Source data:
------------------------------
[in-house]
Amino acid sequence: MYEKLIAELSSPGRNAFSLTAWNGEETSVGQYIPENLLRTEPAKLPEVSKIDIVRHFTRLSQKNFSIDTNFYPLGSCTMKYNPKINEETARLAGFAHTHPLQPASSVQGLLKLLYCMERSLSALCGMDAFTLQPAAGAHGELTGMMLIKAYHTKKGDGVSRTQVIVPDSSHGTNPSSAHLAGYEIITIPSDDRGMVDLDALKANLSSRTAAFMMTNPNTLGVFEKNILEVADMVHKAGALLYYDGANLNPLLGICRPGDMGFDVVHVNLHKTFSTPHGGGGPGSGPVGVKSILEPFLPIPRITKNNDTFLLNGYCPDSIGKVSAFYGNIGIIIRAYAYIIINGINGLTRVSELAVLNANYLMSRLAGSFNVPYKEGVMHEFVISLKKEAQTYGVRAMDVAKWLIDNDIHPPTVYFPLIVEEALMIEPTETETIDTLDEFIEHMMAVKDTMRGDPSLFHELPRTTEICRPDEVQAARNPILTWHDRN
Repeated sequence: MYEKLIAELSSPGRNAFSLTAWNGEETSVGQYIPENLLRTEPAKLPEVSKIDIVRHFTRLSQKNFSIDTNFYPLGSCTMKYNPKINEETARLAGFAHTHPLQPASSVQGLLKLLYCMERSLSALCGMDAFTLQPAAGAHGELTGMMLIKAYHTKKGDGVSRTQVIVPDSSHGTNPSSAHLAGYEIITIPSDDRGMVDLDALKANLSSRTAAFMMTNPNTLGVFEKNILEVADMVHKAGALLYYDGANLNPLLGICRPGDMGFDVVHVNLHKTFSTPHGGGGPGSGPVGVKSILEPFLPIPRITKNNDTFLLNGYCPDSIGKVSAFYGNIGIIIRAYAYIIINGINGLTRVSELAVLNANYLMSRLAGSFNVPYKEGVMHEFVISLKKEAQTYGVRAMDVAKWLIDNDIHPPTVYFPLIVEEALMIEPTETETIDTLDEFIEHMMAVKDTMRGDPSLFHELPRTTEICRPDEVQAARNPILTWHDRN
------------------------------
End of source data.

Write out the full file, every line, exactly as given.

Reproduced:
[in-house]
Amino acid sequence: MYEKLIAELSSPGRNAFSLTAWNGEETSVGQYIPENLLRTEPAKLPEVSKIDIVRHFTRLSQKNFSIDTNFYPLGSCTMKYNPKINEETARLAGFAHTHPLQPASSVQGLLKLLYCMERSLSALCGMDAFTLQPAAGAHGELTGMMLIKAYHTKKGDGVSRTQVIVPDSSHGTNPSSAHLAGYEIITIPSDDRGMVDLDALKANLSSRTAAFMMTNPNTLGVFEKNILEVADMVHKAGALLYYDGANLNPLLGICRPGDMGFDVVHVNLHKTFSTPHGGGGPGSGPVGVKSILEPFLPIPRITKNNDTFLLNGYCPDSIGKVSAFYGNIGIIIRAYAYIIINGINGLTRVSELAVLNANYLMSRLAGSFNVPYKEGVMHEFVISLKKEAQTYGVRAMDVAKWLIDNDIHPPTVYFPLIVEEALMIEPTETETIDTLDEFIEHMMAVKDTMRGDPSLFHELPRTTEICRPDEVQAARNPILTWHDRN
Repeated sequence: MYEKLIAELSSPGRNAFSLTAWNGEETSVGQYIPENLLRTEPAKLPEVSKIDIVRHFTRLSQKNFSIDTNFYPLGSCTMKYNPKINEETARLAGFAHTHPLQPASSVQGLLKLLYCMERSLSALCGMDAFTLQPAAGAHGELTGMMLIKAYHTKKGDGVSRTQVIVPDSSHGTNPSSAHLAGYEIITIPSDDRGMVDLDALKANLSSRTAAFMMTNPNTLGVFEKNILEVADMVHKAGALLYYDGANLNPLLGICRPGDMGFDVVHVNLHKTFSTPHGGGGPGSGPVGVKSILEPFLPIPRITKNNDTFLLNGYCPDSIGKVSAFYGNIGIIIRAYAYIIINGINGLTRVSELAVLNANYLMSRLAGSFNVPYKEGVMHEFVISLKKEAQTYGVRAMDVAKWLIDNDIHPPTVYFPLIVEEALMIEPTETETIDTLDEFIEHMMAVKDTMRGDPSLFHELPRTTEICRPDEVQAARNPILTWHDRN